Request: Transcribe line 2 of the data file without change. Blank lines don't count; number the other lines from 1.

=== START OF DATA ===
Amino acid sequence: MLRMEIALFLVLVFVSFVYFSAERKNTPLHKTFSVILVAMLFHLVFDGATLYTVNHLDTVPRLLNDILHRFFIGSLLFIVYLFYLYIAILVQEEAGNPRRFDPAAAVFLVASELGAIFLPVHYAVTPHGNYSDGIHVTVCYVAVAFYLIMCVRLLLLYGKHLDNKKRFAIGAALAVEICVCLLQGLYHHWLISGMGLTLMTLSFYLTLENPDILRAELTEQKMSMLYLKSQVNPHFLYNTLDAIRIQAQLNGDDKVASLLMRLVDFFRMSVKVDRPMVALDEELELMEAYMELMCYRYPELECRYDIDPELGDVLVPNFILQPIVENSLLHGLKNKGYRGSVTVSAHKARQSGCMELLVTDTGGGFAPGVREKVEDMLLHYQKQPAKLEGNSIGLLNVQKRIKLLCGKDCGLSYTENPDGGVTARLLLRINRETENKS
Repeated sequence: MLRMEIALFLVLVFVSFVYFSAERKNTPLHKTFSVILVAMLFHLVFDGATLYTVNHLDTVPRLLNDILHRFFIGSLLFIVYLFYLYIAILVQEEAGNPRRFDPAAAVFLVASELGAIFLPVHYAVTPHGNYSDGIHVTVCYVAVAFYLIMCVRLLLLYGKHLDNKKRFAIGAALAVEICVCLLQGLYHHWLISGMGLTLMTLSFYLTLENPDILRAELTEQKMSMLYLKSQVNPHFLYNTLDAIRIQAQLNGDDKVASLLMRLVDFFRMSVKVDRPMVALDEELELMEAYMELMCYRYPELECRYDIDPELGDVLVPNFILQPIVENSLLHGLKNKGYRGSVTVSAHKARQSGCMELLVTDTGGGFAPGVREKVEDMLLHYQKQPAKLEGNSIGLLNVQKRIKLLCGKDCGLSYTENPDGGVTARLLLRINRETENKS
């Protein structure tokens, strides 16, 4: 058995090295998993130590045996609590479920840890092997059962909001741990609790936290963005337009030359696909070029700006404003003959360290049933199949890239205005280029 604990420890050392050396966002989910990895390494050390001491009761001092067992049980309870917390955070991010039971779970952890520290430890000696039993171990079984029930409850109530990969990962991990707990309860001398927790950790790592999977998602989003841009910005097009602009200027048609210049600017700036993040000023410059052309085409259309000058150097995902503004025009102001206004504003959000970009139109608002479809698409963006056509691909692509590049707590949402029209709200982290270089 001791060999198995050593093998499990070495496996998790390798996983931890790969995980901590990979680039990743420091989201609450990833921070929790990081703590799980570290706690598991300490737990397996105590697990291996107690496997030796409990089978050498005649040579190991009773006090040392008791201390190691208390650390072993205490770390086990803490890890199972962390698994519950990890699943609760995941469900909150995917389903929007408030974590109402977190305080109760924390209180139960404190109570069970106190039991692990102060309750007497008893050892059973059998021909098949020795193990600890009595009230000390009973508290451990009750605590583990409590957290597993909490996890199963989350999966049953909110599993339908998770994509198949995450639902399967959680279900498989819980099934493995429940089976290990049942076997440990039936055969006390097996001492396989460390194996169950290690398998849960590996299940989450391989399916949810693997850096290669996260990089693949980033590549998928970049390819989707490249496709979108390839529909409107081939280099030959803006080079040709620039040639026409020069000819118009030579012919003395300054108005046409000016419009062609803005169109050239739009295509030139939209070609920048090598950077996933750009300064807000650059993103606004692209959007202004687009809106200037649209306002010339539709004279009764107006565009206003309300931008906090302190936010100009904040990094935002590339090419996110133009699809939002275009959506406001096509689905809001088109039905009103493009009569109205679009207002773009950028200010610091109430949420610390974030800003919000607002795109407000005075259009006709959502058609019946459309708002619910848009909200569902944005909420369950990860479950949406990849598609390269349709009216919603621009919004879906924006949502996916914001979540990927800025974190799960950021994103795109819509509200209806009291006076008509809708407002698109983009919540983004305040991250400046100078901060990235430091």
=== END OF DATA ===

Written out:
Repeated sequence: MLRMEIALFLVLVFVSFVYFSAERKNTPLHKTFSVILVAMLFHLVFDGATLYTVNHLDTVPRLLNDILHRFFIGSLLFIVYLFYLYIAILVQEEAGNPRRFDPAAAVFLVASELGAIFLPVHYAVTPHGNYSDGIHVTVCYVAVAFYLIMCVRLLLLYGKHLDNKKRFAIGAALAVEICVCLLQGLYHHWLISGMGLTLMTLSFYLTLENPDILRAELTEQKMSMLYLKSQVNPHFLYNTLDAIRIQAQLNGDDKVASLLMRLVDFFRMSVKVDRPMVALDEELELMEAYMELMCYRYPELECRYDIDPELGDVLVPNFILQPIVENSLLHGLKNKGYRGSVTVSAHKARQSGCMELLVTDTGGGFAPGVREKVEDMLLHYQKQPAKLEGNSIGLLNVQKRIKLLCGKDCGLSYTENPDGGVTARLLLRINRETENKS